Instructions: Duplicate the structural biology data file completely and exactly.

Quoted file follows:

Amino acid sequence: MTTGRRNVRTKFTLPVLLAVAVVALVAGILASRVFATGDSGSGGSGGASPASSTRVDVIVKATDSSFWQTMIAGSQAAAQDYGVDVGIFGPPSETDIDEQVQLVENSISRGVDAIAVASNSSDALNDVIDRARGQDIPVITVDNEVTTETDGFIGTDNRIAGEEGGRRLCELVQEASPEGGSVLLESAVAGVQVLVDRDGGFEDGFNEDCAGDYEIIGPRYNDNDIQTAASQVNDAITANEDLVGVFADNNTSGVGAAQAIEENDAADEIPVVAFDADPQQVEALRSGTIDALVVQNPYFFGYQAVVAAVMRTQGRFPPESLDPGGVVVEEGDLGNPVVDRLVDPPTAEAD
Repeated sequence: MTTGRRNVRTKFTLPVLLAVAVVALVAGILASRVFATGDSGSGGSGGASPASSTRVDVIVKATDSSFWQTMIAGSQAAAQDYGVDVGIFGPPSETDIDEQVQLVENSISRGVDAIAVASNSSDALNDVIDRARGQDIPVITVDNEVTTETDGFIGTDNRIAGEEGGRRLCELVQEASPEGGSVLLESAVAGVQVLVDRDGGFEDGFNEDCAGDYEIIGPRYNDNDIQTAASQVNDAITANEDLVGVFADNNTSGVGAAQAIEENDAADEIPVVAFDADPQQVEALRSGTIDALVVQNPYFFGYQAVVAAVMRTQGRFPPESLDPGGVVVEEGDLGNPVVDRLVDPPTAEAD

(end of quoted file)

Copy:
Amino acid sequence: MTTGRRNVRTKFTLPVLLAVAVVALVAGILASRVFATGDSGSGGSGGASPASSTRVDVIVKATDSSFWQTMIAGSQAAAQDYGVDVGIFGPPSETDIDEQVQLVENSISRGVDAIAVASNSSDALNDVIDRARGQDIPVITVDNEVTTETDGFIGTDNRIAGEEGGRRLCELVQEASPEGGSVLLESAVAGVQVLVDRDGGFEDGFNEDCAGDYEIIGPRYNDNDIQTAASQVNDAITANEDLVGVFADNNTSGVGAAQAIEENDAADEIPVVAFDADPQQVEALRSGTIDALVVQNPYFFGYQAVVAAVMRTQGRFPPESLDPGGVVVEEGDLGNPVVDRLVDPPTAEAD
Repeated sequence: MTTGRRNVRTKFTLPVLLAVAVVALVAGILASRVFATGDSGSGGSGGASPASSTRVDVIVKATDSSFWQTMIAGSQAAAQDYGVDVGIFGPPSETDIDEQVQLVENSISRGVDAIAVASNSSDALNDVIDRARGQDIPVITVDNEVTTETDGFIGTDNRIAGEEGGRRLCELVQEASPEGGSVLLESAVAGVQVLVDRDGGFEDGFNEDCAGDYEIIGPRYNDNDIQTAASQVNDAITANEDLVGVFADNNTSGVGAAQAIEENDAADEIPVVAFDADPQQVEALRSGTIDALVVQNPYFFGYQAVVAAVMRTQGRFPPESLDPGGVVVEEGDLGNPVVDRLVDPPTAEAD